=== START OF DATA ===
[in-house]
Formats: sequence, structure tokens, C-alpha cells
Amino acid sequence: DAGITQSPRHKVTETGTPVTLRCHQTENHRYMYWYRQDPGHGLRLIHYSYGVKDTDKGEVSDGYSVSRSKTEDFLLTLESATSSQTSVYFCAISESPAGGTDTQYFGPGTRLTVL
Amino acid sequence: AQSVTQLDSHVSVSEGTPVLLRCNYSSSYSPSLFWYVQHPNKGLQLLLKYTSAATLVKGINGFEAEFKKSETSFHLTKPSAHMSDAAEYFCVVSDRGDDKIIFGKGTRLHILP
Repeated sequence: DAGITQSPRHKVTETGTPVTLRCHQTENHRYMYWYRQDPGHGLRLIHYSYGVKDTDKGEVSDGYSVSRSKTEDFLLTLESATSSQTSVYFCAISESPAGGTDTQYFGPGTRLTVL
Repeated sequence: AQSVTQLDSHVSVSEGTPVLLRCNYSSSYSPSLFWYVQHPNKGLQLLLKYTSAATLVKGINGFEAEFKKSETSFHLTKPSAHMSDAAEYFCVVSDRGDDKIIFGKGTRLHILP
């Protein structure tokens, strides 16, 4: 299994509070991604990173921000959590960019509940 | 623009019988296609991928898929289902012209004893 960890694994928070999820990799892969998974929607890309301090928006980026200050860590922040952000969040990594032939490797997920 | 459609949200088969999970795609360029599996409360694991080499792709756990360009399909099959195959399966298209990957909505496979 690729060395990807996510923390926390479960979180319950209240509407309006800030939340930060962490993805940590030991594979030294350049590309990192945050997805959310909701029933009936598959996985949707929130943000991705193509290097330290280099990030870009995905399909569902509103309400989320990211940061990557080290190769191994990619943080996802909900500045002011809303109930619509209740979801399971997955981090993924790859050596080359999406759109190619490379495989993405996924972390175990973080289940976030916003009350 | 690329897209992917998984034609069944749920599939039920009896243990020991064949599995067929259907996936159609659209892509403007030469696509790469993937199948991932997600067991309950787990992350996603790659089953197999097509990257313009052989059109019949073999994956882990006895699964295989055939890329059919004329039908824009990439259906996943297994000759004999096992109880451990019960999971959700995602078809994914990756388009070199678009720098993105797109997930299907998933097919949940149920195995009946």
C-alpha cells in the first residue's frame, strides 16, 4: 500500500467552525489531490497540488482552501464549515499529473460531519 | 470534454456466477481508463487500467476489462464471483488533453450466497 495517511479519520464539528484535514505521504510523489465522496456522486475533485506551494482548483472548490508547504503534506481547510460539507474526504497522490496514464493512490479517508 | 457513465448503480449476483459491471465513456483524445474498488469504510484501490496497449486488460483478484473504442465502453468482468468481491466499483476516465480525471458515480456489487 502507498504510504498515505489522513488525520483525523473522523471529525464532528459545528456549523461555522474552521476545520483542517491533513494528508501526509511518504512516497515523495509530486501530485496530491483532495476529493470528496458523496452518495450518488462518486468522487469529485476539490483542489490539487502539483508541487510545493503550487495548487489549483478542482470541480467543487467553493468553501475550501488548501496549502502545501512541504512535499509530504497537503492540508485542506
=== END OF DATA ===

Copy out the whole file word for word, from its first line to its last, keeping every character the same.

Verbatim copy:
[in-house]
Formats: sequence, structure tokens, C-alpha cells
Amino acid sequence: DAGITQSPRHKVTETGTPVTLRCHQTENHRYMYWYRQDPGHGLRLIHYSYGVKDTDKGEVSDGYSVSRSKTEDFLLTLESATSSQTSVYFCAISESPAGGTDTQYFGPGTRLTVL
Amino acid sequence: AQSVTQLDSHVSVSEGTPVLLRCNYSSSYSPSLFWYVQHPNKGLQLLLKYTSAATLVKGINGFEAEFKKSETSFHLTKPSAHMSDAAEYFCVVSDRGDDKIIFGKGTRLHILP
Repeated sequence: DAGITQSPRHKVTETGTPVTLRCHQTENHRYMYWYRQDPGHGLRLIHYSYGVKDTDKGEVSDGYSVSRSKTEDFLLTLESATSSQTSVYFCAISESPAGGTDTQYFGPGTRLTVL
Repeated sequence: AQSVTQLDSHVSVSEGTPVLLRCNYSSSYSPSLFWYVQHPNKGLQLLLKYTSAATLVKGINGFEAEFKKSETSFHLTKPSAHMSDAAEYFCVVSDRGDDKIIFGKGTRLHILP
């Protein structure tokens, strides 16, 4: 299994509070991604990173921000959590960019509940 | 623009019988296609991928898929289902012209004893 960890694994928070999820990799892969998974929607890309301090928006980026200050860590922040952000969040990594032939490797997920 | 459609949200088969999970795609360029599996409360694991080499792709756990360009399909099959195959399966298209990957909505496979 690729060395990807996510923390926390479960979180319950209240509407309006800030939340930060962490993805940590030991594979030294350049590309990192945050997805959310909701029933009936598959996985949707929130943000991705193509290097330290280099990030870009995905399909569902509103309400989320990211940061990557080290190769191994990619943080996802909900500045002011809303109930619509209740979801399971997955981090993924790859050596080359999406759109190619490379495989993405996924972390175990973080289940976030916003009350 | 690329897209992917998984034609069944749920599939039920009896243990020991064949599995067929259907996936159609659209892509403007030469696509790469993937199948991932997600067991309950787990992350996603790659089953197999097509990257313009052989059109019949073999994956882990006895699964295989055939890329059919004329039908824009990439259906996943297994000759004999096992109880451990019960999971959700995602078809994914990756388009070199678009720098993105797109997930299907998933097919949940149920195995009946």
C-alpha cells in the first residue's frame, strides 16, 4: 500500500467552525489531490497540488482552501464549515499529473460531519 | 470534454456466477481508463487500467476489462464471483488533453450466497 495517511479519520464539528484535514505521504510523489465522496456522486475533485506551494482548483472548490508547504503534506481547510460539507474526504497522490496514464493512490479517508 | 457513465448503480449476483459491471465513456483524445474498488469504510484501490496497449486488460483478484473504442465502453468482468468481491466499483476516465480525471458515480456489487 502507498504510504498515505489522513488525520483525523473522523471529525464532528459545528456549523461555522474552521476545520483542517491533513494528508501526509511518504512516497515523495509530486501530485496530491483532495476529493470528496458523496452518495450518488462518486468522487469529485476539490483542489490539487502539483508541487510545493503550487495548487489549483478542482470541480467543487467553493468553501475550501488548501496549502502545501512541504512535499509530504497537503492540508485542506